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What Does It Mean to Manage Up? Well, I Got Really Good at It

By InHerSight – Nov 10, 2019 at 10:30AM

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The student becomes the master.

This article originally appeared on, a website where women rate the female friendliness of their employers and get matched to companies that fit their needs.

Managing up is the practice of managing one's own manager. It means managing their expectations, understanding how to best communicate with them, knowing what they aren't good at, how they like to be involved in projects, and what kinds of metrics and expectations they're beholden to. 

A woman in a wheelchair talks with three other people around a table in an office.

Image source: Getty Images.

Bad bosses really need it, but so do the good ones. The goal of managing up is to make your job and your boss's job easier. 

It takes time to learn how to manage your boss (every relationship is different), and the way you relate to your manager will change over time. I've had bosses where our relationship started out sour and then improved; with others, it soured over time and then was salvaged; and with others still, I've managed to remain simpatico throughout my tenure. Managing up is about a personal, professional relationship in which both people need to succeed, and need the other to succeed as well. 

Get to know them

Does your boss prefer face-to-face conversations or emails? Phone calls? Texts? Slack messages? 

Are there questions they always ask? Questions like, how much will it cost? How long will it take? Why should we do this? What is the ROI? These questions indicate what's important to them. 

Does your boss prefer you come with a single solution or a stack-ranked list of possibilities? Do they want to review proposals before they go out, or do they expect you to fly solo?

Understanding your boss's working style and preferences helps you manage them.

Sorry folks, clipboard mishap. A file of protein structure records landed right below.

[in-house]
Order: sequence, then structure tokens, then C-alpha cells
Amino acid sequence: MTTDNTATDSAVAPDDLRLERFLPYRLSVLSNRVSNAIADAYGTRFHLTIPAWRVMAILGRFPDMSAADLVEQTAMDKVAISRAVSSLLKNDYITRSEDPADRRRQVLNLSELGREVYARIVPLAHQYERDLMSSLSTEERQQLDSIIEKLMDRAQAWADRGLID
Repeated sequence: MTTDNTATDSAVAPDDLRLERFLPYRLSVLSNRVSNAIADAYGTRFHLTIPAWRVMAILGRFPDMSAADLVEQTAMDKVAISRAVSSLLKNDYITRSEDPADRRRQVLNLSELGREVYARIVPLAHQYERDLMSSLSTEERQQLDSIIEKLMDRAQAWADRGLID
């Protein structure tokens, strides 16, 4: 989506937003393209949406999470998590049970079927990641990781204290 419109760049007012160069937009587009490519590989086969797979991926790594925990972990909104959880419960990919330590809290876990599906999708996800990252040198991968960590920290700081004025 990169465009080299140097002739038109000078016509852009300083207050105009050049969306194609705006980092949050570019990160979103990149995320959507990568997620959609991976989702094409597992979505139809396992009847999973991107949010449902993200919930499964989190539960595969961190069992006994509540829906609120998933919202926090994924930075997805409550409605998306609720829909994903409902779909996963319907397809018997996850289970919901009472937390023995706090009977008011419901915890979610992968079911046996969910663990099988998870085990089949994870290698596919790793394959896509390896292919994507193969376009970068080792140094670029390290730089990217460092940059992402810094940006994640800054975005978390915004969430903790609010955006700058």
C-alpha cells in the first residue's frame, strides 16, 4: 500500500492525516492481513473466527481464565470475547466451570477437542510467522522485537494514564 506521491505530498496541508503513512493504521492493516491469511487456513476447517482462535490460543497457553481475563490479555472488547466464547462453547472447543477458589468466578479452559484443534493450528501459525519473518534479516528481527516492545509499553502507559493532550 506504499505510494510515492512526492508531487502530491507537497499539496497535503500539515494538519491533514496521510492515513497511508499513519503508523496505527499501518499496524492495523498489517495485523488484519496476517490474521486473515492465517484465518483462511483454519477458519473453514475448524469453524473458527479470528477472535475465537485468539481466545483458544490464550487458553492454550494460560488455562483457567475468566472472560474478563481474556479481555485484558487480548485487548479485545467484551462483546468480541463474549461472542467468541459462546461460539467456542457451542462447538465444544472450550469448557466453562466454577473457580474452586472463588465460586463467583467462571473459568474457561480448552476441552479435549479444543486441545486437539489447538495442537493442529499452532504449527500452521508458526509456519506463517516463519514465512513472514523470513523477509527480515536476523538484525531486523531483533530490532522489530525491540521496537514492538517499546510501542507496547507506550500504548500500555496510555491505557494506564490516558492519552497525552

Understand their job

Your boss' stress often comes from their expectations and goals that come from their boss. Take the time to understand who their stakeholders are, what kinds of details they are responsible for, what their bosses expect from them. By understanding this, you can produce work that helps them do their job better (who doesn't love that?).

Here's an example. I track some of my metrics on a weekly or even daily basis. My boss likes to see these, sure, and I am required to report them to her, but her stakeholders (investors) look at trends against a longer timeline. When I report weekly numbers to her, I also throw in month-over-month and year-over-year change, plus context about how and why we're seeing these trends. So when an investor pops up and wants to know how such-and-such is doing, she has the context she needs at the ready. 

Manage expectations

An important part of managing up is managing your boss's expectations. Let's say they come to you with four projects they need completed by the end of the month. You know that you can realistically complete two, maybe three, in that time. 

Be honest with your manager. Not only for your sake (overworking is a dangerous precedent to set), but also for theirs.

You might say:

I can realistically get only two of these done by the end of the month. Otherwise, quality will really suffer. It looks like A and B will have the biggest effect on the business. I vote we start with those two. If we have more time, we start working on C.

If you come up against mismatched expectations, ask your boss to prioritize the following elements as they relate to the work: quality, speed, and cost. (And no, all three cannot be top priority.) Whichever ranks third gets cut. 

Provide context

Sometimes you'll have a boss who doesn't totally get what you do or isn't heavy-handed in your day-to-day work. Giving them plenty of context on your work, like your regular tasks, how much time it takes to complete them, how much it costs, what tools you use and why they're important, and how long it takes to see results are all so, so important to managing up. 

This will help them make more realistic requests of you, set better deadlines (there, your job just got easier), and see you as an active work partner.

Tell them how to use your skills

Even an observant boss may overlook some of your skills, and they may not know about the ones you want to develop. You should be an active participant in your career development.

Tell them what you're really good at and volunteer for those tasks. (And deliver.) Talk to them about what you'd like to be really good at and volunteer to play a role in those tasks. 

Remember that you're more than your job

It becomes a lot easier to manage up when you set a healthy personal distance from your job, especially if you have a difficult boss. Wrapping your identity in your job or career is a dangerous practice. 

I've had good bosses and bad bosses, just like I've been a good boss and I've been a bad boss. There will be days where your boss is off the rails and there will be days when you're, ehem, not at your best. Give them the benefit of the doubt, just like you would hope they would do for you.

The Motley Fool has an ownership interest in InHerSight. Motley Fool CFO Ollen Douglass serves on the board of directors for InHerSight. InHerSight has no position in any of the stocks mentioned. The Motley Fool owns shares of and recommends Slack Technologies. The Motley Fool has a disclosure policy.

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